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ASAN Expresses Concern over New Autism Research Funding Numbers

The Autistic Self Advocacy Network is deeply concerned by numbers released today by the Office of Autism Research Coordination (OARC) showing that autism research funding around services and adult issues has continued to drop from already low levels over the course of the last several years. Based on data from the new OARC Research Portfolio Analysis, which tracks data on all autism research projects funded by major public and private funders, research on the needs of adults has declined from 2% in 2010 and 2011 to 1% in 2012, while research on service quality dropped from 16% in 2010 to 9% in 2011 and 7% in 2012.

Furthermore, ASAN staff has utilized the Office of Autism Research Coordination’s public Research Portfolio Analysis Web Tool to analyze autism research expenditures from the largest funder of autism research, the National Institutes of Health, for 2011 and 2012, the most recent years for which data is recorded, identifying further drops in NIH’s commitment to adult and services research. In 2010, NIH spending on services-research represented 2.4% of the federal autism research investment, while research on autistic adults represented 1.5%. The newly reported data indicate that these already low numbers have dropped further in recent years, with only 1.43% of NIH autism research funding spent on services-research and 1.32% on adult issues in 2011. In 2012, services-research was 1.82% of the NIH investment while research on adults reached a historic low of 0.9% – less than one percent.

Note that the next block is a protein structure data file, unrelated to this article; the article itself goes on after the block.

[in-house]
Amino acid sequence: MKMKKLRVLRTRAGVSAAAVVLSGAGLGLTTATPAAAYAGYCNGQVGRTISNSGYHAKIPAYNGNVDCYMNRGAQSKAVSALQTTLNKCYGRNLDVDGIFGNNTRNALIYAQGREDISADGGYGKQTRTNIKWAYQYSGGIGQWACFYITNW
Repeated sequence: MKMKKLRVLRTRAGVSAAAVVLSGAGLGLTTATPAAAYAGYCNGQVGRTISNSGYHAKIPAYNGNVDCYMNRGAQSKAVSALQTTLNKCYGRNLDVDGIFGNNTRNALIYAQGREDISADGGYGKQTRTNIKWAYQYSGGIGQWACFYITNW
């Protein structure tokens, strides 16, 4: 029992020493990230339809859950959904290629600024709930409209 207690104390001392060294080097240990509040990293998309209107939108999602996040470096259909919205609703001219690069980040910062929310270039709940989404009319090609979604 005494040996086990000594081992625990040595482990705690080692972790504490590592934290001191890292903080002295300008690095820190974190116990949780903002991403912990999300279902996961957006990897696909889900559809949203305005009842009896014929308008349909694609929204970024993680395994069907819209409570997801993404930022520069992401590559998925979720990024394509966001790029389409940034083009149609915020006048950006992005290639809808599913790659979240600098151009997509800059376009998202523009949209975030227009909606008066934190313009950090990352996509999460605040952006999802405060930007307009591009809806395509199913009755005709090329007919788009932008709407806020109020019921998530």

2011 NIH Autism Research Funding Graph

2012 NIH Autism Research Funding Graph By Topic

“Research is a society’s investment in its future,” said ASAN President Ari Ne’eman. “The decision by NIH and other autism research funders to invest such low sums in the two highest priority areas for autistic people and our families – research and services issues – shows a shocking lack of interest in aligning scientific investment in autism research to the priorities of the most important stakeholders: autistic people ourselves.”

ASAN staff also note that the Office of Autism Research Coordination’s Portfolio Analysis may over-represent the proportion of services-research, given the presence of a number of Department of Education and Health Services Research Administration training and other non-research projects within the Portfolio Analysis. The Research Portfolio Analysis in 2009, prior to the OARC decision to include non-research projects within its calculations, found services-research representing only 3% of the funded autism research agenda.

The Autistic Self Advocacy Network is the leading national advocacy organization run by and for Autistic Americans, seeking to increase the representation of autistic people across society. Founded in 2006, ASAN works to advance the autistic community’s goals in public policy and the national conversation on autism and disability while also investing in leadership development and other programming for the autistic community.

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